Pope Francis has issued an unexpected public apology for scandals "either in Rome or in the Vatican". The Catholic leader did not refer to any particular events, but reports suggest that it was an apparent reference to a Polish priest who was relieved of his Vatican duties after announcing that he was in a same-sex relationship.
"I would like to ask for forgiveness in the name of the church for the scandals that have happened in this last period both in Rome and at the Vatican," he said as his weekly general audience got underway in St Peter's Square on 14 October. "I ask you for forgiveness," Pope Francis said in front of thousands of gatherers, who applauded him for his remarks.
When asked about the comments by reporters, the Vatican spokesman admitted that Pope Francis' apology was "broad and generic" and that "it was not up to me" to interpret the Catholic leader's words. Father Federico Lombardi added that the pope wanted to extend a hand to followers who are "disturbed or pained" when they learn of the scandals caused by "the church or men of the church".
During his address, Pope Francis added: "The word of Jesus is strong today, woe to the world because of scandals. Jesus is a realist. He says it is inevitable that there will be scandals. But woe to the man who causes scandals."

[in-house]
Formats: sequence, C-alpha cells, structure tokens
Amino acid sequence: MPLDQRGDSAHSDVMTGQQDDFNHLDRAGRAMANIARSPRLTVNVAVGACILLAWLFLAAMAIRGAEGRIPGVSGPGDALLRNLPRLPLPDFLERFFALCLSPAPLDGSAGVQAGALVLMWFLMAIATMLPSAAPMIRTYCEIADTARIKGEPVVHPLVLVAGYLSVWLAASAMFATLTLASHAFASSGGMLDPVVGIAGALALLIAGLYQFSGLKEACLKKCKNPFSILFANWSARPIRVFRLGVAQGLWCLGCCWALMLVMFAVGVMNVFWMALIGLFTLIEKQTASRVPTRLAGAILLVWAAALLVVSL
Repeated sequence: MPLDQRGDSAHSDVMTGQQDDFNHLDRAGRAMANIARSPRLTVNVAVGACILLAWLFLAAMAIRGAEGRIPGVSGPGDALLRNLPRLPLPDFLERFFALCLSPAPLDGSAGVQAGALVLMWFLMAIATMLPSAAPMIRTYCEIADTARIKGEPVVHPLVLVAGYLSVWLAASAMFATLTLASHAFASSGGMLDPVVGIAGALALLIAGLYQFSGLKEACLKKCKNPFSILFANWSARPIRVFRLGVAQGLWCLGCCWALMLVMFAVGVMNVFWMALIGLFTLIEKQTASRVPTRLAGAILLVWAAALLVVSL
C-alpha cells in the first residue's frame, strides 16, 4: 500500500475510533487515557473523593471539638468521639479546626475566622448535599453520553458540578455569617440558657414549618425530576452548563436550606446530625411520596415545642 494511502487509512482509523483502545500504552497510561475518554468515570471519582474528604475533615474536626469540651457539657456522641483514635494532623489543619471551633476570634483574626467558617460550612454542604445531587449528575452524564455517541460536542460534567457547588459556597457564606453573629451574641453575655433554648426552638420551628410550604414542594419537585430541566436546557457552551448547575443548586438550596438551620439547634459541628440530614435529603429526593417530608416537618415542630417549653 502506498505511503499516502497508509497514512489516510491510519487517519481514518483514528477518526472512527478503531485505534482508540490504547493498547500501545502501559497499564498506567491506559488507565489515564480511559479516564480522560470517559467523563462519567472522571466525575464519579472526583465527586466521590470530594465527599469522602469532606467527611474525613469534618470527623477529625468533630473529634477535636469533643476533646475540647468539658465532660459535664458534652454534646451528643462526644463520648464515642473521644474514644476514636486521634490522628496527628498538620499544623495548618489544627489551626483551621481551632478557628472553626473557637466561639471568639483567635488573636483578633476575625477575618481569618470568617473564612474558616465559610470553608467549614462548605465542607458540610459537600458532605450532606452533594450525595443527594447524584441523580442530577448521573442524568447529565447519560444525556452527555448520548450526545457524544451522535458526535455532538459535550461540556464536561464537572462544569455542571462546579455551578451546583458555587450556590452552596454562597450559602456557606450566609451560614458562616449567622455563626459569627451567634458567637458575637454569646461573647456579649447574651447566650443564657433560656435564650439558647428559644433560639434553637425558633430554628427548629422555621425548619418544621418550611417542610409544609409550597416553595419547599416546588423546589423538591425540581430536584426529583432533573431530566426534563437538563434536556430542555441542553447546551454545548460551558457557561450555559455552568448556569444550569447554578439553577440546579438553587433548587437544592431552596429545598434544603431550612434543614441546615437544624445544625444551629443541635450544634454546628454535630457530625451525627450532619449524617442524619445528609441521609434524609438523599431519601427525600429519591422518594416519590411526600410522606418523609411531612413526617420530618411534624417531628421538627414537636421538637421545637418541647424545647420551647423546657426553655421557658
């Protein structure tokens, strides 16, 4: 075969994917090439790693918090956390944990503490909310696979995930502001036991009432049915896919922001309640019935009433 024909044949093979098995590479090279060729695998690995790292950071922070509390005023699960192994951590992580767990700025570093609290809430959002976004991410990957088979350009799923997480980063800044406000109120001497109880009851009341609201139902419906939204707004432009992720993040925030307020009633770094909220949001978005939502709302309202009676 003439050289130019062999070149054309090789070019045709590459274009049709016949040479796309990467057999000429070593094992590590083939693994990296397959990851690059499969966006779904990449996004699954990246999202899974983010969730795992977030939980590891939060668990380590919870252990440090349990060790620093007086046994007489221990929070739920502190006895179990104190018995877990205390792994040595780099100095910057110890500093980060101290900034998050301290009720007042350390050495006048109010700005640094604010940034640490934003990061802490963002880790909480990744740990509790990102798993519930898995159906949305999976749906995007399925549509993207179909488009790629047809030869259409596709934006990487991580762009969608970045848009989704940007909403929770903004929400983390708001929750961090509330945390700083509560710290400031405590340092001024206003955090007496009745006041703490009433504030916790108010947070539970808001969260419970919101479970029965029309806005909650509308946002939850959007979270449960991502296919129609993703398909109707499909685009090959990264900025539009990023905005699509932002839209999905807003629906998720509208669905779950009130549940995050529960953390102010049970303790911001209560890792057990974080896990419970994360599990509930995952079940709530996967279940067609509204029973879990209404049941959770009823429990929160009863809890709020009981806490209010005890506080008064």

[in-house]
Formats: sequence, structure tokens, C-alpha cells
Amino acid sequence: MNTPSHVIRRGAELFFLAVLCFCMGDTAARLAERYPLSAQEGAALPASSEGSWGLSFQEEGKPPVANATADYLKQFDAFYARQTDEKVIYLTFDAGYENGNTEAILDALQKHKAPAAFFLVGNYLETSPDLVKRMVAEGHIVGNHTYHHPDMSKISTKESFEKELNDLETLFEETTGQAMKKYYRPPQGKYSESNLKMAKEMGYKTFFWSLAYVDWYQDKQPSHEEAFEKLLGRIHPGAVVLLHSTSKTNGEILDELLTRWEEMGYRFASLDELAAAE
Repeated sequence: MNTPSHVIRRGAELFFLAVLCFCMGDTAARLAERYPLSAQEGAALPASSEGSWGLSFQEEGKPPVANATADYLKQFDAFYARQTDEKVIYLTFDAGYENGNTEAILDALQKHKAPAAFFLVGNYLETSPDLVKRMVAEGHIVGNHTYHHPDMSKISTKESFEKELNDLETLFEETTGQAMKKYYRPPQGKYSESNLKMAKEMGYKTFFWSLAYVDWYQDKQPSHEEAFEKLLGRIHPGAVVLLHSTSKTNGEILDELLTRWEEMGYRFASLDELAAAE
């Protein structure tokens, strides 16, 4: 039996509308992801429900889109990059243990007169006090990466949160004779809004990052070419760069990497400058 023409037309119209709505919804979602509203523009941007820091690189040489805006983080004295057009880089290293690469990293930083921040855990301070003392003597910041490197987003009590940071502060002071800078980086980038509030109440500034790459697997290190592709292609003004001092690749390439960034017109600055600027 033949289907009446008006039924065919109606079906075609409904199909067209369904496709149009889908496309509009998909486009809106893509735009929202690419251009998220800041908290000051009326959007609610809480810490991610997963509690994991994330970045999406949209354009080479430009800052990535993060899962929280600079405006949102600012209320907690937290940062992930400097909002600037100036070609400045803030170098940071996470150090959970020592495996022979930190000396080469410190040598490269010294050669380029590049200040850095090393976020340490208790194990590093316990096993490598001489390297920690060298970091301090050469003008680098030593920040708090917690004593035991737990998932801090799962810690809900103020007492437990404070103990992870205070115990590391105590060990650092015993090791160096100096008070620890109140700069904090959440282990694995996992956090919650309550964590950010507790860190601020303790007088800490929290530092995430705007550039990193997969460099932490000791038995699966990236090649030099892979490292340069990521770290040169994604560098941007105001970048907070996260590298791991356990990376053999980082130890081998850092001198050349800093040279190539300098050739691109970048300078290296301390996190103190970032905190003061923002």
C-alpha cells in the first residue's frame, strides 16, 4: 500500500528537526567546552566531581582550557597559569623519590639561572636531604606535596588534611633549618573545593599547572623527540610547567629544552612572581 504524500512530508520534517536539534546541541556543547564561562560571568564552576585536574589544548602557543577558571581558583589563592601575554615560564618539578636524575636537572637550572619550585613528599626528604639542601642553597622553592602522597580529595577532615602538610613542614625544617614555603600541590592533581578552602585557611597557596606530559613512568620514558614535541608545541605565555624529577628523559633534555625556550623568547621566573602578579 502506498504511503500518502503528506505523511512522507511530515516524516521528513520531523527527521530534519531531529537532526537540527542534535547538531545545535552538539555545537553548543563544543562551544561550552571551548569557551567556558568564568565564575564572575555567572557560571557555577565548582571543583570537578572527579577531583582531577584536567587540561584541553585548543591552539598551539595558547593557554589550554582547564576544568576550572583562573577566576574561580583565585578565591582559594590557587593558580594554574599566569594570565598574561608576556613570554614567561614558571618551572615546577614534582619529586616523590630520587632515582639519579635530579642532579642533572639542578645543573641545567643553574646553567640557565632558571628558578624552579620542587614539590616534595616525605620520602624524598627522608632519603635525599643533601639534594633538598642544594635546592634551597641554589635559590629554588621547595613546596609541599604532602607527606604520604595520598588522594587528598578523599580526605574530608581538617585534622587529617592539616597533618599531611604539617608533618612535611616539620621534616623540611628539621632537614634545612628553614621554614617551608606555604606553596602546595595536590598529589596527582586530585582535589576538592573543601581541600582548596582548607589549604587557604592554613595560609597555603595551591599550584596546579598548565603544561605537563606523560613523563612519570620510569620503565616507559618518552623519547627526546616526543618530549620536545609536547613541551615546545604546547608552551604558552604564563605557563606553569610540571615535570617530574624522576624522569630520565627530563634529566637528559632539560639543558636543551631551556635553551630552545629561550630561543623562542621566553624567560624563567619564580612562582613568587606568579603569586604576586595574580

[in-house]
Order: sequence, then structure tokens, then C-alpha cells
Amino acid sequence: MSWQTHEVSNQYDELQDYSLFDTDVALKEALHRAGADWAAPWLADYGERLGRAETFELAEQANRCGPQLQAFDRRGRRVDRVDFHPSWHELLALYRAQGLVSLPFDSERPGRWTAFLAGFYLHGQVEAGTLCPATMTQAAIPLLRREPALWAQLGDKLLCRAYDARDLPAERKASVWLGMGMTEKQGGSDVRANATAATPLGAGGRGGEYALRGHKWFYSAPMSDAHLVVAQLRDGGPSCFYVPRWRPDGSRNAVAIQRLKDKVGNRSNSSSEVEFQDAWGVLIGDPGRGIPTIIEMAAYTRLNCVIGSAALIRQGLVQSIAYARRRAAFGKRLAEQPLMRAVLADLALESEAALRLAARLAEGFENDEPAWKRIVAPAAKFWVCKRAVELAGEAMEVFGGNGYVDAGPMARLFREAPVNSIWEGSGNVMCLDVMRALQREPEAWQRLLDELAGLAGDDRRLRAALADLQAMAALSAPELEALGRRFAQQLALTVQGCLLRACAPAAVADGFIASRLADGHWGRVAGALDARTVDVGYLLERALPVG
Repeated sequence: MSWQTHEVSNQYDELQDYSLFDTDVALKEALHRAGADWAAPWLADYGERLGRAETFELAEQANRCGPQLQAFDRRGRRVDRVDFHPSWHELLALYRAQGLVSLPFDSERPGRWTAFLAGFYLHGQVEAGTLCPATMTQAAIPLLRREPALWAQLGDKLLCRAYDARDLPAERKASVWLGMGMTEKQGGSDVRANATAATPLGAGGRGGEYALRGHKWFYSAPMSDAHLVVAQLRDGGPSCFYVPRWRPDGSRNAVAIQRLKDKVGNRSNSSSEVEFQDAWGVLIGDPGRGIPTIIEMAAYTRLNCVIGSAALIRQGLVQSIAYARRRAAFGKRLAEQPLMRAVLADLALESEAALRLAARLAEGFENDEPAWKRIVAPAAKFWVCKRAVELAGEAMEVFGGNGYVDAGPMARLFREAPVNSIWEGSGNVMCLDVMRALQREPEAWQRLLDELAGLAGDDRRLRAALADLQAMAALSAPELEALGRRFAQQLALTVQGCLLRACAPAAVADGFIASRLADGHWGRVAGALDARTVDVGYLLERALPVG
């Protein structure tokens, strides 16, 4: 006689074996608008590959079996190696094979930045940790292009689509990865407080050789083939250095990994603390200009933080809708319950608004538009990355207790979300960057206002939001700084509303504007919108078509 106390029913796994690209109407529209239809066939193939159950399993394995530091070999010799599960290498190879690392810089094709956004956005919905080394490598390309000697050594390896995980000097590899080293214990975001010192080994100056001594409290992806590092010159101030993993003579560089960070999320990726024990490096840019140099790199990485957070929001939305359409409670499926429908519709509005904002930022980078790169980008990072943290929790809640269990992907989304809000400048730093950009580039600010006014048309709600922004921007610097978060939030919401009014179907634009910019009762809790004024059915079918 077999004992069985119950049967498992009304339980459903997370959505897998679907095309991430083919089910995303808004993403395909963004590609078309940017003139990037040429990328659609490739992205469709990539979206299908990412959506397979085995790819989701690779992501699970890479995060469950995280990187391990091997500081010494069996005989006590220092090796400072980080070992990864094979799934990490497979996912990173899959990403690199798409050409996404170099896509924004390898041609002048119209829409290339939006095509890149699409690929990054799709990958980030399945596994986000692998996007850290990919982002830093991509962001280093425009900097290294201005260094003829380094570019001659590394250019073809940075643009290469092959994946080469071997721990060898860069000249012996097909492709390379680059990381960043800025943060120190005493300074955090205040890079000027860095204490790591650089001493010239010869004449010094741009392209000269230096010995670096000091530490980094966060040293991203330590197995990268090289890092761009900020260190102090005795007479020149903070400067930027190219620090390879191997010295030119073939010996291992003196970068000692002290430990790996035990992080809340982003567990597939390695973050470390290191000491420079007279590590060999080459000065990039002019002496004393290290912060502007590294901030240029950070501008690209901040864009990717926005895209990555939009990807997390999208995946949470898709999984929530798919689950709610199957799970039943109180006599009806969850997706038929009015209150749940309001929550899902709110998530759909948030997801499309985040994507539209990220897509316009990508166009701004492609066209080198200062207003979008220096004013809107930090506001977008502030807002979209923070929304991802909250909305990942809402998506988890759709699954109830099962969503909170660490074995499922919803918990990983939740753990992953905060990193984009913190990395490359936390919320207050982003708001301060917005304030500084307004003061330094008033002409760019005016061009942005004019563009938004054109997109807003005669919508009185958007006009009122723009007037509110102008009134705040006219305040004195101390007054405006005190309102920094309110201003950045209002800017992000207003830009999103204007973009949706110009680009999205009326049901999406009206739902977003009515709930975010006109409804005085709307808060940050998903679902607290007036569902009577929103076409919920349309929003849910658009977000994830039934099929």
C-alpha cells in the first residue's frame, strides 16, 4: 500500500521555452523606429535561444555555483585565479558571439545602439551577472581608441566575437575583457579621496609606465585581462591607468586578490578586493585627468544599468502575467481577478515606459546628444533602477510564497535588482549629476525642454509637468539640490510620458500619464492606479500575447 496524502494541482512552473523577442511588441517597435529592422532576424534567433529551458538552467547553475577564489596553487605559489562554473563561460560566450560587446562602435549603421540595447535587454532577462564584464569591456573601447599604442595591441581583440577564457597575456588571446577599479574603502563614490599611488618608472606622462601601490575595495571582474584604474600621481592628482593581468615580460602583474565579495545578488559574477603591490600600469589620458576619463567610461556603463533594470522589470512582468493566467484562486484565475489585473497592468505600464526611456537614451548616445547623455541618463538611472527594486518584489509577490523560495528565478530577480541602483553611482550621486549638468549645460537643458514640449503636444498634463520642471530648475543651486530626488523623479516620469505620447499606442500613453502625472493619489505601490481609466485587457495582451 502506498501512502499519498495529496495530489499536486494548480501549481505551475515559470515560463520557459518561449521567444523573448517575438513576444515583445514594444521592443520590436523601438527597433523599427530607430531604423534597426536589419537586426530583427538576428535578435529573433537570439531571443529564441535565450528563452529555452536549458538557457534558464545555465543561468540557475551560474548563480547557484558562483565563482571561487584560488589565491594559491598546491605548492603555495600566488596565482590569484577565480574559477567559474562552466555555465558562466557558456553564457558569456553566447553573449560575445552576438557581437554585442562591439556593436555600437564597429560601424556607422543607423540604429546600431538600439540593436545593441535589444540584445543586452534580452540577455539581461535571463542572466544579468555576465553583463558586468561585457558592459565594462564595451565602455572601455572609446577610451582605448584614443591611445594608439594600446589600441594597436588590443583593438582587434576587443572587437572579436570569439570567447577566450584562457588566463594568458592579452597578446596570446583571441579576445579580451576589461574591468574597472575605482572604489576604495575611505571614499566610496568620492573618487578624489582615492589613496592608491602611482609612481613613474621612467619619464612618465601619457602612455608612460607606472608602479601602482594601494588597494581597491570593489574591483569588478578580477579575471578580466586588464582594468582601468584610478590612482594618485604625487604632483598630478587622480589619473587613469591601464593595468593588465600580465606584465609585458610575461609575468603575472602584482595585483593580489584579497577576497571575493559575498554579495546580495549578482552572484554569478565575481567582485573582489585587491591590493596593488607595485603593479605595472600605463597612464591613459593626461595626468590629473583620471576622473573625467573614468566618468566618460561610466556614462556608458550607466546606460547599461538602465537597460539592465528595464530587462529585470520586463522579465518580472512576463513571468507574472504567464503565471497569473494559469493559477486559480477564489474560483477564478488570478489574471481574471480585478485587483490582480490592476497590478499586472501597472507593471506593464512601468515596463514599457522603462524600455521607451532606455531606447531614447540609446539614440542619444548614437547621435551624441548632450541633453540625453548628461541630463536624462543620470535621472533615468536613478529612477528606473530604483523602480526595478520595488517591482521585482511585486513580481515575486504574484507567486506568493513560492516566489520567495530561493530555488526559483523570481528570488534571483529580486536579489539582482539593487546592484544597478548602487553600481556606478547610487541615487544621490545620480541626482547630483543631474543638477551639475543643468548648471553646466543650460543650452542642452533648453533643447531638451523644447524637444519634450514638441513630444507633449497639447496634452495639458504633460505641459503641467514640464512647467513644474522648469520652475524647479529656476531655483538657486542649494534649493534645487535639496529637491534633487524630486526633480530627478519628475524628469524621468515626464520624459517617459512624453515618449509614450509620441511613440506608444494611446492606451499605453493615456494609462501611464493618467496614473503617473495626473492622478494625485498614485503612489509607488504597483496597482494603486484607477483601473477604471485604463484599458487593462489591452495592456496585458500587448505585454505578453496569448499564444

Earlier this month, Father Krzysztof Charamsa, 43, was sacked after disclosing that he is gay and in a relationship with a male partner. The Polish priest said that he was "happy and proud" of his identity and appealed to the church to review its "backwards" approach to homosexuality.
On his blog, Vatican expert John Thavis suggested that the pope's apology may have referred to sexual abuse. "After his off-the-cuff remarks, he spoke in his regular audience talk about the place of children in the family," Thavis wrote. "Every child trusts that he or she will be loved, the pope said, and 'when that promise is broken, the result is a scandal which Jesus condemns'."
Since being elected in 2013, the pope has asked for forgiveness for children who have suffered sexual abuse at the hands of the clergy.